“We’ve also identified stocking level issues, which in turn internally for them has put into place a different process for them ordering their stock and having stock at certain levels, because when it falls below a particular level they start losing sales and profit. It does stretch into all areas of the business, because it doesn’t just give you insight into the marketing. That’s clearly where we start from, but because you’re looking at all the different other elements – how temperature affects you, how distribution affects you, how price promotion affects you – we can start giving them advice there.”

At the moment, Mediacom Explore generates 10% of the agency’s total income, and its aim is to generate a quarter.

“Accountability is at the forefront of every marketer’s decisions and the board are looking more and more for their advertising spend to be justified,” says Ross. “Econometrics is a tool that can allow them to do that, because they can go straight to the finance director and say ‘your £100,000 worth of advertising money has delivered back a return on investment of xx to the business’. We have already had clients who use this separately, which is why we’ve set this up as a separate division of Mediacom.

“I’m very keen to work with clients up and down the country who already may have a strong and satisfactory relationship with their existing media buyer or they may indeed do their own media buying. What we’ve got is resources here where we can work with them on a project basis, without actually looking at doing their media buying. Outside of London, there isn’t really any other agency that has got the experience we’ve got in doing this and has got the resource to do it.”

Mediacom Scotland is running a free seminar on econometrics at its offices in Dock Place in Leith, Edinburgh on 17th August from 4pm. To attend, contact Euan Ross, at Mediacom.


Two clients that used the econometrics model include a financial institution and a men’s consumer magazine. The financial institution looked at applications for loans and credit. Mediacom Explore worked out that from a top figure of around 600 applications, which was the base level of applications, meaning the number that would have come in whether the company did any advertising or not, only 10% were actually signing a deal for a loan or credit card.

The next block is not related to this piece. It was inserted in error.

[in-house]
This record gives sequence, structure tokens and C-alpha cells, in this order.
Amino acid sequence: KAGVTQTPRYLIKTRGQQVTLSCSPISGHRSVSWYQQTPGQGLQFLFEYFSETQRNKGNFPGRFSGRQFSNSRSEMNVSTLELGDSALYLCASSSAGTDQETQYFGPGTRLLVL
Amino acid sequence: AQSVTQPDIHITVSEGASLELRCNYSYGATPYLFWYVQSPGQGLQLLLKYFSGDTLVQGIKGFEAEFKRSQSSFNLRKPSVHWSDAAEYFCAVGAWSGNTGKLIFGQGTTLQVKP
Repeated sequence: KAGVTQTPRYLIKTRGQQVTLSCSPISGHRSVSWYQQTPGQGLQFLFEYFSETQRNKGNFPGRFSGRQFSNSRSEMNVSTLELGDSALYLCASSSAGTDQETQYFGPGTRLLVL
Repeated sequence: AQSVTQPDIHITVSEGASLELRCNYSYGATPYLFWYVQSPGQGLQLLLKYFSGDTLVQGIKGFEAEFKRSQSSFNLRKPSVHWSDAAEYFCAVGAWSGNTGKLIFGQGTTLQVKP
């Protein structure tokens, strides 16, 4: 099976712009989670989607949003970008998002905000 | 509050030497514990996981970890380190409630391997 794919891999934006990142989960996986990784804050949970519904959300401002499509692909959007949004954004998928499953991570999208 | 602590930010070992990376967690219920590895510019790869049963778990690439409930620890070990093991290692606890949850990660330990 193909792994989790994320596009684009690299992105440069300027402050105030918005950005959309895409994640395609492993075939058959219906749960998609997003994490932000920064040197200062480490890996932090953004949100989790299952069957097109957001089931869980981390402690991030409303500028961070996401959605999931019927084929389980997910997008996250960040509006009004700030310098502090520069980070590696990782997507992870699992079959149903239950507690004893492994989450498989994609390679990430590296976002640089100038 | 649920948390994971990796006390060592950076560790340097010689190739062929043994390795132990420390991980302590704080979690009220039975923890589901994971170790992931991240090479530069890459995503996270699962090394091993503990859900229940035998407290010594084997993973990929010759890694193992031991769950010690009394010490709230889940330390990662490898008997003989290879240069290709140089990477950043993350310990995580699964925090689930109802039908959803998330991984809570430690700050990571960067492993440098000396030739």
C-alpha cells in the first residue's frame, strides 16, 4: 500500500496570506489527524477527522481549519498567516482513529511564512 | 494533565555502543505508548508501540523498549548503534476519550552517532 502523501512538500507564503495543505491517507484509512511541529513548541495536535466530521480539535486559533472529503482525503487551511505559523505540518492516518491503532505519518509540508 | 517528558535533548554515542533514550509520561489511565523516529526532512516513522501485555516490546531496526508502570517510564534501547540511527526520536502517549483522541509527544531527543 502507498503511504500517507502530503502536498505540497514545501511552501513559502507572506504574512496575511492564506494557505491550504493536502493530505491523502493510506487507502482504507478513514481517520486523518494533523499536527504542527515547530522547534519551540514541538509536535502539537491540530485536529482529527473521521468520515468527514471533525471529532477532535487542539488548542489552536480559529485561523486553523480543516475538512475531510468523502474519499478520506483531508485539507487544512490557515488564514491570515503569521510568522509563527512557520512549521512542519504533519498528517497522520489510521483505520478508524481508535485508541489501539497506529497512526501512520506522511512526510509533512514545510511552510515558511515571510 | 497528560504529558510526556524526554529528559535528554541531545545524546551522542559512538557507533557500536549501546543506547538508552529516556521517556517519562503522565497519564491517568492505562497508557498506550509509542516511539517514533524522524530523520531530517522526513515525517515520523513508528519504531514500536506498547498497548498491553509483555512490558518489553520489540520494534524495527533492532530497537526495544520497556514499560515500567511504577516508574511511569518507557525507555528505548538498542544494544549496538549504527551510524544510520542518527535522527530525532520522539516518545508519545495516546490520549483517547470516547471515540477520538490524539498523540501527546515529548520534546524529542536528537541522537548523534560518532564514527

“It’s those 10% of people that we’re interested in as being more profitable,” says Ross. “We went on to find out whether the company was getting more value from someone who came in via a statement mailer or direct mail, as opposed to through the television. So we drilled right down to what their profitable driving communication routes were and planned ahead, based on that. With direct response advertising, you can tell that someone has seen an ad and come in through that phone number. What you can’t tell, is when someone’s responded to the direct mail has it been a direct result of seeing that piece of direct mail or has the TV influenced them? You can through this, as you can tell how all the communications channels layer up and interact.”

With the magazine, one of the big problems was circulation dropping, in particular when Euro 2004 was on.

“When the football was on, this magazine – which was aimed at men – was finding its readers were not interested in reading the magazine,” says Ross. “For this client, that was a particular useful insight, as a lot of their activity was geared around these events. The problem was, the audience for this sector, because they were so intrigued about the football, so they weren’t interested in this other sector. Traditionally the client was of the view that it was a good place to advertise as the audience was captive. We can put a figure on it, so we could say exactly how much money they had lost on sales.”

Another project for a FMCG brand, looked at the effect of seasonality and temperature on sales. “The accepted wisdom before we undertook this was that sales were driven by temperature, but what this actually showed was there was a seasonal influence,” says Ross. Even though the winter hadn’t been remarkable weather-wise, there seemed to be a seasonal shift in consumers’ minds. “What that did for us was it allowed us to identify a period in the year where we could be driving profitable sales where we weren’t currently active, because previous wisdom had said ‘it’s not cold enough then, we should be waiting until the colder months of January or February’,” he says. “But actually the season begins in November.”